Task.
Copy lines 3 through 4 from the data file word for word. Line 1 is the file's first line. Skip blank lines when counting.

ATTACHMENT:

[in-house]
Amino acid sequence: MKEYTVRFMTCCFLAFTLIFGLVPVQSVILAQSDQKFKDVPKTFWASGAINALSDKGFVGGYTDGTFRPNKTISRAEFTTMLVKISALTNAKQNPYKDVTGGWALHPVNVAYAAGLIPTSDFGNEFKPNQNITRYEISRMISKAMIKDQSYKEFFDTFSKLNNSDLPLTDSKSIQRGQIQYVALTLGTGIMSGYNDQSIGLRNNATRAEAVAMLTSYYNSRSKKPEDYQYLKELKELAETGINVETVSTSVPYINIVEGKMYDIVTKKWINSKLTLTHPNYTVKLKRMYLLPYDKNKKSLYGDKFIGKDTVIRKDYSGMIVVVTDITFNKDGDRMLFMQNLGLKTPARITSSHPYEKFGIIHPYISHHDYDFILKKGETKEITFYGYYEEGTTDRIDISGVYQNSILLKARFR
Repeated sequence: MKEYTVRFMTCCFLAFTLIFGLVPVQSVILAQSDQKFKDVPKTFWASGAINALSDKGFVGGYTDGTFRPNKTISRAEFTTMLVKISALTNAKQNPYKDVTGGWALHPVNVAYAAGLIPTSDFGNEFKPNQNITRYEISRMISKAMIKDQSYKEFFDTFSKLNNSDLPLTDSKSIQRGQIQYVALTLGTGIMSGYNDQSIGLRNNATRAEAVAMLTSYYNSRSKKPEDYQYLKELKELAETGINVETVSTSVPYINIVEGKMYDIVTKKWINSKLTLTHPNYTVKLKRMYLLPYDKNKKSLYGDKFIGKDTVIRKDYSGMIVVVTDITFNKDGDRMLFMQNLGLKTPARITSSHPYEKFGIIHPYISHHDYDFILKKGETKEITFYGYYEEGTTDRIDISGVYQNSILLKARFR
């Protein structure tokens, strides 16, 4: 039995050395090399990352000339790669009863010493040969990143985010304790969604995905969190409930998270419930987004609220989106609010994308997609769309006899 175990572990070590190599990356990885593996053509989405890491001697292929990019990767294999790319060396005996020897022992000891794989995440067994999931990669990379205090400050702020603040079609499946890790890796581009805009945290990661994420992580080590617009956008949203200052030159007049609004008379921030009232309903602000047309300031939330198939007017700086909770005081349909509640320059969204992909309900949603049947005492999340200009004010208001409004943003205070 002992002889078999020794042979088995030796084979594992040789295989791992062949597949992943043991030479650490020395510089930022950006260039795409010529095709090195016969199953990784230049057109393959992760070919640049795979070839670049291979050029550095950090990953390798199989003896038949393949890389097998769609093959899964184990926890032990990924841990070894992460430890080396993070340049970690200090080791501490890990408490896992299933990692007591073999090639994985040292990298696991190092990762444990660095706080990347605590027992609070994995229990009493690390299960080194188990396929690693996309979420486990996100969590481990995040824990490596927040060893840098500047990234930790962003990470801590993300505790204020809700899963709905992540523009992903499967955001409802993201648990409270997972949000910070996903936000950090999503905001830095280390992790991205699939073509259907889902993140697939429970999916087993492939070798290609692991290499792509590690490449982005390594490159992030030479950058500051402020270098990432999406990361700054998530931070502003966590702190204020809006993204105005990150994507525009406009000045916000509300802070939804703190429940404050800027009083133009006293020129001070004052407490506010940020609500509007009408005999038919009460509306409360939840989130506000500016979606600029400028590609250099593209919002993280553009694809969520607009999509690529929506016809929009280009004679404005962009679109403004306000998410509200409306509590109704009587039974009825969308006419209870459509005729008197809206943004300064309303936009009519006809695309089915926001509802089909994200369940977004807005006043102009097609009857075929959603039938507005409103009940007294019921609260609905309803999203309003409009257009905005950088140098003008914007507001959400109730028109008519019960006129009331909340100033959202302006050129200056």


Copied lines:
Repeated sequence: MKEYTVRFMTCCFLAFTLIFGLVPVQSVILAQSDQKFKDVPKTFWASGAINALSDKGFVGGYTDGTFRPNKTISRAEFTTMLVKISALTNAKQNPYKDVTGGWALHPVNVAYAAGLIPTSDFGNEFKPNQNITRYEISRMISKAMIKDQSYKEFFDTFSKLNNSDLPLTDSKSIQRGQIQYVALTLGTGIMSGYNDQSIGLRNNATRAEAVAMLTSYYNSRSKKPEDYQYLKELKELAETGINVETVSTSVPYINIVEGKMYDIVTKKWINSKLTLTHPNYTVKLKRMYLLPYDKNKKSLYGDKFIGKDTVIRKDYSGMIVVVTDITFNKDGDRMLFMQNLGLKTPARITSSHPYEKFGIIHPYISHHDYDFILKKGETKEITFYGYYEEGTTDRIDISGVYQNSILLKARFR
């Protein structure tokens, strides 16, 4: 039995050395090399990352000339790669009863010493040969990143985010304790969604995905969190409930998270419930987004609220989106609010994308997609769309006899 175990572990070590190599990356990885593996053509989405890491001697292929990019990767294999790319060396005996020897022992000891794989995440067994999931990669990379205090400050702020603040079609499946890790890796581009805009945290990661994420992580080590617009956008949203200052030159007049609004008379921030009232309903602000047309300031939330198939007017700086909770005081349909509640320059969204992909309900949603049947005492999340200009004010208001409004943003205070 002992002889078999020794042979088995030796084979594992040789295989791992062949597949992943043991030479650490020395510089930022950006260039795409010529095709090195016969199953990784230049057109393959992760070919640049795979070839670049291979050029550095950090990953390798199989003896038949393949890389097998769609093959899964184990926890032990990924841990070894992460430890080396993070340049970690200090080791501490890990408490896992299933990692007591073999090639994985040292990298696991190092990762444990660095706080990347605590027992609070994995229990009493690390299960080194188990396929690693996309979420486990996100969590481990995040824990490596927040060893840098500047990234930790962003990470801590993300505790204020809700899963709905992540523009992903499967955001409802993201648990409270997972949000910070996903936000950090999503905001830095280390992790991205699939073509259907889902993140697939429970999916087993492939070798290609692991290499792509590690490449982005390594490159992030030479950058500051402020270098990432999406990361700054998530931070502003966590702190204020809006993204105005990150994507525009406009000045916000509300802070939804703190429940404050800027009083133009006293020129001070004052407490506010940020609500509007009408005999038919009460509306409360939840989130506000500016979606600029400028590609250099593209919002993280553009694809969520607009999509690529929506016809929009280009004679404005962009679109403004306000998410509200409306509590109704009587039974009825969308006419209870459509005729008197809206943004300064309303936009009519006809695309089915926001509802089909994200369940977004807005006043102009097609009857075929959603039938507005409103009940007294019921609260609905309803999203309003409009257009905005950088140098003008914007507001959400109730028109008519019960006129009331909340100033959202302006050129200056």